The Pub / Language Revived
« on: December 14, 2010, 10:51:27 PM »
 As of late, the Tubercle has been a student of the historical record, as he has been engaged the majority of his life, and as a result will attempt to resurrect the prose and poetry of the human language so long lost, especially due to the curt and short modifications deemed necessary by the populace of the electronic realm, and will communicate in a more stately manner better befitting the level of gentleness such as us, and will shun the vulgar attempt of lesser beings.

 This will require, in the modern teaching, a breach of run on sentences; the patience of my fellow brewers will be required as this task is taken on, but is necessary lest we discard our inheritance and condemn that which has brought us to our present state of indulgence.

General Homebrew Discussion / Campden Tablet
« on: November 19, 2010, 10:59:11 PM »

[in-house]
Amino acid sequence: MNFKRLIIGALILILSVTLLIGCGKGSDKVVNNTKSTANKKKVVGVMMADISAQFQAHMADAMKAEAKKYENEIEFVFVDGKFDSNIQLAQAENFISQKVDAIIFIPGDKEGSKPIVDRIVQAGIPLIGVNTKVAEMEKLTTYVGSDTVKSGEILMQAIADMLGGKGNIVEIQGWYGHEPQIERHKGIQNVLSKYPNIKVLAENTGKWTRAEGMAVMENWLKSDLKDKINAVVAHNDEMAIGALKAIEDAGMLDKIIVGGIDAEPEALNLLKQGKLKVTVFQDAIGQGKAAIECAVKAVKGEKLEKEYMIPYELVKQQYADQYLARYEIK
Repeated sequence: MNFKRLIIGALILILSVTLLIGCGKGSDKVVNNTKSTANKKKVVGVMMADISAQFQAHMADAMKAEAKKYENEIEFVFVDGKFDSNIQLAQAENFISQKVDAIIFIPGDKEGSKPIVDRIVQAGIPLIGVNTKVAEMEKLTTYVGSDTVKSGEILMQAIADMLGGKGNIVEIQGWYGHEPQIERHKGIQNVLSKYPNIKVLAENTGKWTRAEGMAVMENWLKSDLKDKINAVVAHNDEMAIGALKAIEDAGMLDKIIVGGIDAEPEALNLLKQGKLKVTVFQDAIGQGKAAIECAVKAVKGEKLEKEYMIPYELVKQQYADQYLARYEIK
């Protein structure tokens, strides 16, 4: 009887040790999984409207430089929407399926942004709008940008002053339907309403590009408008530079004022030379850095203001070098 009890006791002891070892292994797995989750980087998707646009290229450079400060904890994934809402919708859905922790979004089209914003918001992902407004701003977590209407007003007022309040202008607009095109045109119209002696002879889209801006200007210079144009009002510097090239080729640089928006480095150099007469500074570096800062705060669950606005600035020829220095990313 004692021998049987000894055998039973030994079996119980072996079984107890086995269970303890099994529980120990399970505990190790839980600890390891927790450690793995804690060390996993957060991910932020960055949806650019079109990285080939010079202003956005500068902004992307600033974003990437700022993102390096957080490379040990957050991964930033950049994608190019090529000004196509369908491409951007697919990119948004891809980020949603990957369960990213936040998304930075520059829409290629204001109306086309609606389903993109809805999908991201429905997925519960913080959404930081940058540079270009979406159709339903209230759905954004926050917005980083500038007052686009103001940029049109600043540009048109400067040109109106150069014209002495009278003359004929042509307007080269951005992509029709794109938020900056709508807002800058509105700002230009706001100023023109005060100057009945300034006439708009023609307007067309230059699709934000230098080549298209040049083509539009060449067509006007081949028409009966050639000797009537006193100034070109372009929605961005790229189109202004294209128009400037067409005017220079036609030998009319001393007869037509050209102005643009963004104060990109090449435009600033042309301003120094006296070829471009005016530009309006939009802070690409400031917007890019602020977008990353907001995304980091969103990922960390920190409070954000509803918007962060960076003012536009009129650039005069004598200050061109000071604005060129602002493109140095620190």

This may have been discussed before but I can't find it....

 The usual practice since I can't get my temps down to pitching temps because of my well water, I get it down to ~70f and put it in my converted chest freezer overnight. I have never had a problem doing this but I wonder what would happen if several campden tablets were added for those that are paranoid about infection? ( I've never personally had a problem with infection using this method). Do the campden tablets only neutralize wild yeast or do they have any effect on bacteria as well?

 Tubercle just musing....

The Pub / SEC Champs
« on: November 14, 2010, 04:16:04 AM »
Gamecocks headed to the Dome!!!!

 ;D ;D ;D ;D ;D ;D ;D ;D ;D ;D ;D ;D

All Things Food / Who wants to try this first?
« on: November 06, 2010, 07:42:28 PM »